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Biden Administration’s 1099-K Rule Already Punishing Casual Sellers

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AP Photo/Manuel Balce Ceneta

A new Internal Revenue Service (IRS) provision contained in the American Rescue Plan is negatively impacting third-party app sellers ahead of the 2023 tax season. 

Section 9674 of the law, about 1099-K filing thresholds, went into effect on December 31st, 2021. It’ll impact third-party network transactions on platforms like PayPal, Etsy, and Venmo.  

The explanation reads like this: “Under the provision, for any calendar year, a third-party settlement organization is required to report third-party network transactions with any participating payee that exceed a minimum threshold of $600 in aggregate payments, regardless of the aggregate number of such transactions. Third-party network transactions include any commercial transactions settled through a third-party payment network. The provision also clarifies that third-party network transactions only include transactions for the provision of goods or services (e.g., personal gifts, charitable contributions, and reimbursements are not included).” 

The old rule about Form 1099-K previously applied to tax filers with 200 transactions amounting to an aggregate exceeding $20,000. Now single traction exceeding $600 will “trigger” receipt of Form 1099-K

Ahead of Thanksgiving, the IRS warned casual sellers must report their earnings from third-party apps or face consequences, writing, “Now a single transaction exceeding $600 can trigger a 1099-K. The lower information reporting threshold and the summary of income on Form 1099-K enable taxpayers to more easily track the amounts received.” 

The government agency claims “money received through third-party payment applications from friends and relatives as personal gifts or reimbursements for personal expenses is not taxable.” 

But when does the IRS never abuse its newfound powers? 

What was the justification for this obtuse policy? The Biden administration openly desires to “close the tax gap” and bring in $8.4 billion in alleged missing tax revenue from 2021-2031. 

Groups like the Coalition for 1099-K Fairness lambasted the rule for disproportionately punishing casual sellers. 

“The new reporting threshold of only $600 means that Americans who sell only used goods and owe no taxes will now get confusing IRS forms, and many will be forced to consult costly tax experts when they normally handle their returns or risk overpaying on their taxes,” the coalition wrote on their website. “Even those who do not owe taxes may lack the documentation they need to file appropriately. Already-strained IRS resources will be spent processing hundreds of millions of new forms – even when no reportable income was generated.” 

Additionally, there are many expected potential privacy concerns with giving the IRS expanded powers to extract more taxes from individuals.

Tax policy expert Kimberly J. Pinter warned this new reporting regime will invite more IRS audits and unnecessary headaches for casual sellers:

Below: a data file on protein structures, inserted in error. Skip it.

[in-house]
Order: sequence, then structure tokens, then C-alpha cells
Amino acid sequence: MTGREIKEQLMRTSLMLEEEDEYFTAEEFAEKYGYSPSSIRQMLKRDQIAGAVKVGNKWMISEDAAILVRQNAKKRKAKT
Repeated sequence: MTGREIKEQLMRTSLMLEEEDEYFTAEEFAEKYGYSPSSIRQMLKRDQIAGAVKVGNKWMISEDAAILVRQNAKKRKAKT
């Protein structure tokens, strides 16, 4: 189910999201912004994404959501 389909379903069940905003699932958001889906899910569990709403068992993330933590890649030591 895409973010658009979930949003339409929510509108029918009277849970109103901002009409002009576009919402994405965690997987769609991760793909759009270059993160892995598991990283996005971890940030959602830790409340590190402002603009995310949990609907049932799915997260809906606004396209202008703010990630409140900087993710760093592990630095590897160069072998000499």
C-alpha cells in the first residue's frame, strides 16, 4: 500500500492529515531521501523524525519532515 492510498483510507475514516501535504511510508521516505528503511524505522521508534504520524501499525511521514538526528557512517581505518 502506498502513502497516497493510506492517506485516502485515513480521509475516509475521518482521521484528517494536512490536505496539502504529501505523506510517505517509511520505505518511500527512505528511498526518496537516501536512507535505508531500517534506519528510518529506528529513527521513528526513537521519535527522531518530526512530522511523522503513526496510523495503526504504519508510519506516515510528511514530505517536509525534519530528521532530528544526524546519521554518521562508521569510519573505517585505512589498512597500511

While these platforms claim “they can tell” which payments are business-related, the risk remains that non-taxable transactions will be reported anyway and triggering privacy concerns.

If you sell your car at a loss but for more than $600 and receive payment electronically, it is none of the IRS’ business. At the same time, that transaction may result in a Form 1099-K filing, leading to unnecessary audit notices and headaches for taxpayers.

There is, however, growing Congressional bipartisan opposition to these new tax changes. Thus far, three bills have been introduced to counter the lowered 1099-K filing threshold. They include the Cut Red Tape for Online Sales Act, Saving Gig Economy Taxpayers Act, and the Stop the Nosy Obsession with Online Payments (SNOOP) Act. 

The first bill would increase the threshold from $600 to $5,000. The second bill would raise the reporting threshold back to the original $20,000 amount. And the third bill would modify “requirements for third-party settlement organizations to eliminate their reporting requirement concerning the transactions of their participating payees unless they have earned more than $20,000 on more than 200 separate transactions in an applicable tax period.” 

In February, the Coalition for 1099-K Fairness surveyed the IRS provision’s impact on current and would-be casual sellers. The majority of respondents surveyed said they shouldn’t be considered businesses because they generated less than $5,000 in gross income in 2021.  

Moreover, 85% of respondents said the IRS shouldn’t target occasional casual sellers while 65% of respondents are “somewhat concerned that non-taxable online sales will be reported to the IRS.” 

Given this, Congressional Republicans must fight the Biden administration’s War on Small Business– from attacks on casual sellers to forced unionization of one-person businesses – head-on when they regain control of the House of Representatives in January 2023. 

If they don’t prioritize this, their newfound majority will fail as a counterbalance to the White House. 

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